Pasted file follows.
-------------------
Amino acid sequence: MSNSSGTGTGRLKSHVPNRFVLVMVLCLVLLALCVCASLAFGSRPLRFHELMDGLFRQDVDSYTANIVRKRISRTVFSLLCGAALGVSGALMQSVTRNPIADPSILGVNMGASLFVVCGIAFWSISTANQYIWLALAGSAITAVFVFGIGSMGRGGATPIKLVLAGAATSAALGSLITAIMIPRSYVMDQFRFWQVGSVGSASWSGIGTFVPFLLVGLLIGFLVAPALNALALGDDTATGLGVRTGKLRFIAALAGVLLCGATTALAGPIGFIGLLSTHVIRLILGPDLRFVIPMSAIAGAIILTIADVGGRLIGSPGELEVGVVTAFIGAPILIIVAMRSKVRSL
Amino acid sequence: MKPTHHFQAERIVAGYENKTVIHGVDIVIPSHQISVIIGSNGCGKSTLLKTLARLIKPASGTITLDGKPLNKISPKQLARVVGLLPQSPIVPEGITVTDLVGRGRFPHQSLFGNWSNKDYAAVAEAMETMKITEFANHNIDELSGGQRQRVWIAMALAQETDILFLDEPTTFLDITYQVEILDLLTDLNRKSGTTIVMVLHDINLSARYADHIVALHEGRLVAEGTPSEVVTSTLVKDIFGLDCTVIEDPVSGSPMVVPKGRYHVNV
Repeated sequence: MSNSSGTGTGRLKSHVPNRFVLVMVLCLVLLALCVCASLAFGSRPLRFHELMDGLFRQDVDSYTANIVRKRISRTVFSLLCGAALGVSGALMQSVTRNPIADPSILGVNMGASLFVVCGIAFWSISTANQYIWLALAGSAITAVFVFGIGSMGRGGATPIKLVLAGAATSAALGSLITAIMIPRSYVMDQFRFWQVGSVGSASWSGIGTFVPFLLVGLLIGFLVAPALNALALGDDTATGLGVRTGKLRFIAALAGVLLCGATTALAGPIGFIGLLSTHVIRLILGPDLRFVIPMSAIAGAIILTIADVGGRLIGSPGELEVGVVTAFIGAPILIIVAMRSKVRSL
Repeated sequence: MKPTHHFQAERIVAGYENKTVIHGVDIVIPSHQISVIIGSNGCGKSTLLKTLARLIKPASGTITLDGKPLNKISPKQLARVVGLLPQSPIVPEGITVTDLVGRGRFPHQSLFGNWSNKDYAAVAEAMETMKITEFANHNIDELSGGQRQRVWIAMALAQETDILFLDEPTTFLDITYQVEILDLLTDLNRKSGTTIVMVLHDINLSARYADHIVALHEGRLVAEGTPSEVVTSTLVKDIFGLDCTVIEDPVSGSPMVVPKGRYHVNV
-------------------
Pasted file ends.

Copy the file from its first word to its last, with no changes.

Amino acid sequence: MSNSSGTGTGRLKSHVPNRFVLVMVLCLVLLALCVCASLAFGSRPLRFHELMDGLFRQDVDSYTANIVRKRISRTVFSLLCGAALGVSGALMQSVTRNPIADPSILGVNMGASLFVVCGIAFWSISTANQYIWLALAGSAITAVFVFGIGSMGRGGATPIKLVLAGAATSAALGSLITAIMIPRSYVMDQFRFWQVGSVGSASWSGIGTFVPFLLVGLLIGFLVAPALNALALGDDTATGLGVRTGKLRFIAALAGVLLCGATTALAGPIGFIGLLSTHVIRLILGPDLRFVIPMSAIAGAIILTIADVGGRLIGSPGELEVGVVTAFIGAPILIIVAMRSKVRSL
Amino acid sequence: MKPTHHFQAERIVAGYENKTVIHGVDIVIPSHQISVIIGSNGCGKSTLLKTLARLIKPASGTITLDGKPLNKISPKQLARVVGLLPQSPIVPEGITVTDLVGRGRFPHQSLFGNWSNKDYAAVAEAMETMKITEFANHNIDELSGGQRQRVWIAMALAQETDILFLDEPTTFLDITYQVEILDLLTDLNRKSGTTIVMVLHDINLSARYADHIVALHEGRLVAEGTPSEVVTSTLVKDIFGLDCTVIEDPVSGSPMVVPKGRYHVNV
Repeated sequence: MSNSSGTGTGRLKSHVPNRFVLVMVLCLVLLALCVCASLAFGSRPLRFHELMDGLFRQDVDSYTANIVRKRISRTVFSLLCGAALGVSGALMQSVTRNPIADPSILGVNMGASLFVVCGIAFWSISTANQYIWLALAGSAITAVFVFGIGSMGRGGATPIKLVLAGAATSAALGSLITAIMIPRSYVMDQFRFWQVGSVGSASWSGIGTFVPFLLVGLLIGFLVAPALNALALGDDTATGLGVRTGKLRFIAALAGVLLCGATTALAGPIGFIGLLSTHVIRLILGPDLRFVIPMSAIAGAIILTIADVGGRLIGSPGELEVGVVTAFIGAPILIIVAMRSKVRSL
Repeated sequence: MKPTHHFQAERIVAGYENKTVIHGVDIVIPSHQISVIIGSNGCGKSTLLKTLARLIKPASGTITLDGKPLNKISPKQLARVVGLLPQSPIVPEGITVTDLVGRGRFPHQSLFGNWSNKDYAAVAEAMETMKITEFANHNIDELSGGQRQRVWIAMALAQETDILFLDEPTTFLDITYQVEILDLLTDLNRKSGTTIVMVLHDINLSARYADHIVALHEGRLVAEGTPSEVVTSTLVKDIFGLDCTVIEDPVSGSPMVVPKGRYHVNV